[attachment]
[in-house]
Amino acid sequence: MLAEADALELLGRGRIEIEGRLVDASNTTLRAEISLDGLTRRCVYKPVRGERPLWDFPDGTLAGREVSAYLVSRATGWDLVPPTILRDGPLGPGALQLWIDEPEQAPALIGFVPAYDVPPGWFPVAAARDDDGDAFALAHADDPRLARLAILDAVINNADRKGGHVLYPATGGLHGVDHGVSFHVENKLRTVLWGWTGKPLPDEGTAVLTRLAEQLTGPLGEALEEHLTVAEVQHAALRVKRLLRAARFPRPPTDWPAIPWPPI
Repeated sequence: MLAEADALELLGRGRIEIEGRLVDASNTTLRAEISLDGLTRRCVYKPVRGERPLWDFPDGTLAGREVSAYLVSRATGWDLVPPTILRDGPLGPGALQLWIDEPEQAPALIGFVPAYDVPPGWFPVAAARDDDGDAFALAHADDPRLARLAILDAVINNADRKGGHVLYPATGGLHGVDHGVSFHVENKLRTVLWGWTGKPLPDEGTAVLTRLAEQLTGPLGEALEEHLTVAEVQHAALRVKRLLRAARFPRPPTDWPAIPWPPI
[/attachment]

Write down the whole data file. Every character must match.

[in-house]
Amino acid sequence: MLAEADALELLGRGRIEIEGRLVDASNTTLRAEISLDGLTRRCVYKPVRGERPLWDFPDGTLAGREVSAYLVSRATGWDLVPPTILRDGPLGPGALQLWIDEPEQAPALIGFVPAYDVPPGWFPVAAARDDDGDAFALAHADDPRLARLAILDAVINNADRKGGHVLYPATGGLHGVDHGVSFHVENKLRTVLWGWTGKPLPDEGTAVLTRLAEQLTGPLGEALEEHLTVAEVQHAALRVKRLLRAARFPRPPTDWPAIPWPPI
Repeated sequence: MLAEADALELLGRGRIEIEGRLVDASNTTLRAEISLDGLTRRCVYKPVRGERPLWDFPDGTLAGREVSAYLVSRATGWDLVPPTILRDGPLGPGALQLWIDEPEQAPALIGFVPAYDVPPGWFPVAAARDDDGDAFALAHADDPRLARLAILDAVINNADRKGGHVLYPATGGLHGVDHGVSFHVENKLRTVLWGWTGKPLPDEGTAVLTRLAEQLTGPLGEALEEHLTVAEVQHAALRVKRLLRAARFPRPPTDWPAIPWPPI